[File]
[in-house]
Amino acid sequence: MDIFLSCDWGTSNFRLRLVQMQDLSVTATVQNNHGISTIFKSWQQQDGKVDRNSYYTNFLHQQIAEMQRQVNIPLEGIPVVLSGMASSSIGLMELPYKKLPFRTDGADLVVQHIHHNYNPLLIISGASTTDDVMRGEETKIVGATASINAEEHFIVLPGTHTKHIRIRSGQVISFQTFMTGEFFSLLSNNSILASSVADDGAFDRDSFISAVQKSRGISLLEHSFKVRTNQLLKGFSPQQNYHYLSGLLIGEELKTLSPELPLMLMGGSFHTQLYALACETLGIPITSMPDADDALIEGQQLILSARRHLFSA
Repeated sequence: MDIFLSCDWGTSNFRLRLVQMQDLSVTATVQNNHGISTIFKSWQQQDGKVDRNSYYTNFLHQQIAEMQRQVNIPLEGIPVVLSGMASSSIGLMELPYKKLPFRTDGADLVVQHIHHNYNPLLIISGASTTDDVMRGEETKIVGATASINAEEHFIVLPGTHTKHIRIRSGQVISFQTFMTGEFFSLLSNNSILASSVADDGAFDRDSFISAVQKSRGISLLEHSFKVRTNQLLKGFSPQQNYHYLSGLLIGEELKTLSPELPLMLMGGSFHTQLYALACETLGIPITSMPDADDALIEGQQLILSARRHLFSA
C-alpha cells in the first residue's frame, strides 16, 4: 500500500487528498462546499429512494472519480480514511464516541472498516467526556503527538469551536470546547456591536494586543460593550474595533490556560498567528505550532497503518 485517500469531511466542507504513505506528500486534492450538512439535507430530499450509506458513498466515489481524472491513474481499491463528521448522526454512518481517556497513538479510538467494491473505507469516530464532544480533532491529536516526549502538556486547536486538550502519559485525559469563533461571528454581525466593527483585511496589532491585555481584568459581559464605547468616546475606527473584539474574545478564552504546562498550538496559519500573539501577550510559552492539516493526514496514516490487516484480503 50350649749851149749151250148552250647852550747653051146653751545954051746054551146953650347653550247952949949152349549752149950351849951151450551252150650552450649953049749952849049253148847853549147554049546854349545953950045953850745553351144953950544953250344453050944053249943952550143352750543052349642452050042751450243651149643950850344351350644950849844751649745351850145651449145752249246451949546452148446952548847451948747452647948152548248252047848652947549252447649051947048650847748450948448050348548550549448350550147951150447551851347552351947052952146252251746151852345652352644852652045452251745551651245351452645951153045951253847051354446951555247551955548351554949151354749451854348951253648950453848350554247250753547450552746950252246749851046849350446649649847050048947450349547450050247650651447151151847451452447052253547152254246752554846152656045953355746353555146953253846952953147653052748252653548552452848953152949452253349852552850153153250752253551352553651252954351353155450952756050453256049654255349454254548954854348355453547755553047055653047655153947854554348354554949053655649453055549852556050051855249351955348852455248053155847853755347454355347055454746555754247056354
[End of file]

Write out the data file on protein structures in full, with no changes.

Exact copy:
[in-house]
Amino acid sequence: MDIFLSCDWGTSNFRLRLVQMQDLSVTATVQNNHGISTIFKSWQQQDGKVDRNSYYTNFLHQQIAEMQRQVNIPLEGIPVVLSGMASSSIGLMELPYKKLPFRTDGADLVVQHIHHNYNPLLIISGASTTDDVMRGEETKIVGATASINAEEHFIVLPGTHTKHIRIRSGQVISFQTFMTGEFFSLLSNNSILASSVADDGAFDRDSFISAVQKSRGISLLEHSFKVRTNQLLKGFSPQQNYHYLSGLLIGEELKTLSPELPLMLMGGSFHTQLYALACETLGIPITSMPDADDALIEGQQLILSARRHLFSA
Repeated sequence: MDIFLSCDWGTSNFRLRLVQMQDLSVTATVQNNHGISTIFKSWQQQDGKVDRNSYYTNFLHQQIAEMQRQVNIPLEGIPVVLSGMASSSIGLMELPYKKLPFRTDGADLVVQHIHHNYNPLLIISGASTTDDVMRGEETKIVGATASINAEEHFIVLPGTHTKHIRIRSGQVISFQTFMTGEFFSLLSNNSILASSVADDGAFDRDSFISAVQKSRGISLLEHSFKVRTNQLLKGFSPQQNYHYLSGLLIGEELKTLSPELPLMLMGGSFHTQLYALACETLGIPITSMPDADDALIEGQQLILSARRHLFSA
C-alpha cells in the first residue's frame, strides 16, 4: 500500500487528498462546499429512494472519480480514511464516541472498516467526556503527538469551536470546547456591536494586543460593550474595533490556560498567528505550532497503518 485517500469531511466542507504513505506528500486534492450538512439535507430530499450509506458513498466515489481524472491513474481499491463528521448522526454512518481517556497513538479510538467494491473505507469516530464532544480533532491529536516526549502538556486547536486538550502519559485525559469563533461571528454581525466593527483585511496589532491585555481584568459581559464605547468616546475606527473584539474574545478564552504546562498550538496559519500573539501577550510559552492539516493526514496514516490487516484480503 50350649749851149749151250148552250647852550747653051146653751545954051746054551146953650347653550247952949949152349549752149950351849951151450551252150650552450649953049749952849049253148847853549147554049546854349545953950045953850745553351144953950544953250344453050944053249943952550143352750543052349642452050042751450243651149643950850344351350644950849844751649745351850145651449145752249246451949546452148446952548847451948747452647948152548248252047848652947549252447649051947048650847748450948448050348548550549448350550147951150447551851347552351947052952146252251746151852345652352644852652045452251745551651245351452645951153045951253847051354446951555247551955548351554949151354749451854348951253648950453848350554247250753547450552746950252246749851046849350446649649847050048947450349547450050247650651447151151847451452447052253547152254246752554846152656045953355746353555146953253846952953147653052748252653548552452848953152949452253349852552850153153250752253551352553651252954351353155450952756050453256049654255349454254548954854348355453547755553047055653047655153947854554348354554949053655649453055549852556050051855249351955348852455248053155847853755347454355347055454746555754247056354